Who can find a worthy woman? For her price is far above rubies.......She looks well to the ways of her household. Proverbs 31:10-27
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Family Favorites...Home Canned Green Beans

Clockwise, Bottom R: Draining washed beans, 5 gallon buckets of beans,
Canners ready to go, Happy Results!
One of our favorite home canned vegetables is green beans.  They are easy to grow, usually produce abundantly, and don’t require peeling.  We often sit on our back porch to trim and cut our beans.  Be sure to wash them well – I use a plastic dish pan that fits my sink. 
I encourage you to pick and can the same day.  The quality is the best this way.  Picking and canning every day or two during the heavy producing season is easier than big batches.
 Don and Bonnie let us pick beans from their big country garden for these beans that we will enjoy all winter.  This is a simple recipe from Practical Produce , an excellent book on how to use your garden bounty; it is basically the same as the one in the Blue Book.  
I prefer to raw pack beans, although you get more in a jar if you hot pack.  Remember that low acid vegetables like beans must be pressure canned.  Review your equipment and refresh your methods by clicking HERE.
Green Beans
Raw Pack:  Wash and trim.  Cut into 1 or 2” pieces.  Pack tightly.  Add ½ tsp. salt to pints and 1 tsp. for quarts.  If desired, salt may be eliminated.  Cover with boiling water, leaving 1 inch head space.  Remove air bubbles.  Adjust lids.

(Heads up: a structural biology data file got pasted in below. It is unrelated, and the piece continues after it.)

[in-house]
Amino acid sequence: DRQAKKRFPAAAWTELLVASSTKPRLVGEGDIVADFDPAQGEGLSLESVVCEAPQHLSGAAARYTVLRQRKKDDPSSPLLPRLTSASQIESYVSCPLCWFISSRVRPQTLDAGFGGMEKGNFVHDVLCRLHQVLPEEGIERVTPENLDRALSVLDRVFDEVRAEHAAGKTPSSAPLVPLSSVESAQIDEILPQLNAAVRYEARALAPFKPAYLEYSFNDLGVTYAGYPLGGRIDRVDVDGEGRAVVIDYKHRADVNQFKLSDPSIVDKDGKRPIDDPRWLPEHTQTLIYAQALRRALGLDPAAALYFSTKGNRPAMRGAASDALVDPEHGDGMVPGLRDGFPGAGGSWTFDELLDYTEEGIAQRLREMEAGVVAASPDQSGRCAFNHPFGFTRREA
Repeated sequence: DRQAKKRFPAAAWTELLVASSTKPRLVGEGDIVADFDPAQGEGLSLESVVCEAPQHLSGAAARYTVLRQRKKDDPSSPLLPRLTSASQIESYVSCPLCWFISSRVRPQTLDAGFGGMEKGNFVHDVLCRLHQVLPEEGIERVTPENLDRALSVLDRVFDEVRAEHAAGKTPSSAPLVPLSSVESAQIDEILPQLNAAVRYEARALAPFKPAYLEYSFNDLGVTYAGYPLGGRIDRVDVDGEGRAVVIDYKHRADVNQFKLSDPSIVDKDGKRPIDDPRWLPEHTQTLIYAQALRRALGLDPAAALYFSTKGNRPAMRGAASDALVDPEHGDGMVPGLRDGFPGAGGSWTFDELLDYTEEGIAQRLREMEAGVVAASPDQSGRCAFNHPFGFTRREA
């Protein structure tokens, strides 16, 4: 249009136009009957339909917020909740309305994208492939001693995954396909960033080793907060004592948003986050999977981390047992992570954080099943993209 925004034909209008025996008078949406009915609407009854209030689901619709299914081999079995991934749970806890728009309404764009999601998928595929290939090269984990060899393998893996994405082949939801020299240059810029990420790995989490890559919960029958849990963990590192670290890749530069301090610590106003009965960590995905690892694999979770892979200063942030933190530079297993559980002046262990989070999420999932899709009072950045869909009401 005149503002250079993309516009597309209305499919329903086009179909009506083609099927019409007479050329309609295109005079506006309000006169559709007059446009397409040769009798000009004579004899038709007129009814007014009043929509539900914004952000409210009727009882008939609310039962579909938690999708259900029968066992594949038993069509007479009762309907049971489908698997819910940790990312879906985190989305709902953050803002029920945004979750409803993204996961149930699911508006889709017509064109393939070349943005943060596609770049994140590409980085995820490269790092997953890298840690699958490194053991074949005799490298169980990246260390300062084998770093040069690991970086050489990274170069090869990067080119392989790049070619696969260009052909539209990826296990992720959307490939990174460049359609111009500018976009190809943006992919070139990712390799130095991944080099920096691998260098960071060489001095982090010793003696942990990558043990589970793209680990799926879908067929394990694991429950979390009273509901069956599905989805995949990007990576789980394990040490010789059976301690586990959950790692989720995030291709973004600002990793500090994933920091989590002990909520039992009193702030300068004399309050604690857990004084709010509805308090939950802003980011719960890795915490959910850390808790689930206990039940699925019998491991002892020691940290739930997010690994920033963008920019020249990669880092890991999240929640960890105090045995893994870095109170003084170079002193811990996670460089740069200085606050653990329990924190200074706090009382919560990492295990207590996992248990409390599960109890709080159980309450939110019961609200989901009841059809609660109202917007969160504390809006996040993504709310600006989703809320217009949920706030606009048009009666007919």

Hot Pack:  Wash, trim and cut as above.  Cover with boiling water, boil 5 minutes.  Pack hot beans into jar with slotted spoon.  Add salt as above.  Cover with boiling cooking liquid, leaving 1” head space.  Remove air bubbles.  Adjust lids.
Process in a pressure canner; pints 20 minutes and quarts 25 minutes.
Process at 10# pressure for elevations up to 1000 feet above sea level, 15# pressure for elevations above 1000 feet above sea level.  
I use about 4 ½ to 5 pounds of beans for 8 pint jars or about 8# beans for 7 quart jars.
I use about 3 ½ quarts of water for 8 pints and 6 ½ quarts of water for 7 quart jars.

Drying Thyme


  I have a very healthy pot of French Thyme growing and need to use more than we are picking right now. Instead of freezing it with butter or in ice cube trays, I dried some.
  This is very easy to do, requires minimal work on your part and yields some nice dry thyme leaves for nothing as opposed to buying the French Thyme at the store, which rarely has the French Thyme type dried.
  No recipe, just directions needed, pick your thyme in the morning, after the dew has dried off. Rinse if dusty and dry carefully. If it is wet it could mold. Spread the thyme out on paper towels on wire racks and cover with cheese cloth or more paper towels. I have done it both ways. 
  After two to three days, check for dryness. It should be easy to get the dry leaves off of the stems. If not dry enough, just recover and let dry another day or two. 
  When dry, strip from the stems and store in a glass jar with a good lid on it. It should keep until you are ready to pick fresh again another year. This is a passive way of drying herbs with not much work. The herbs with more moisture in the leaves are not a good candidate for this type of drying.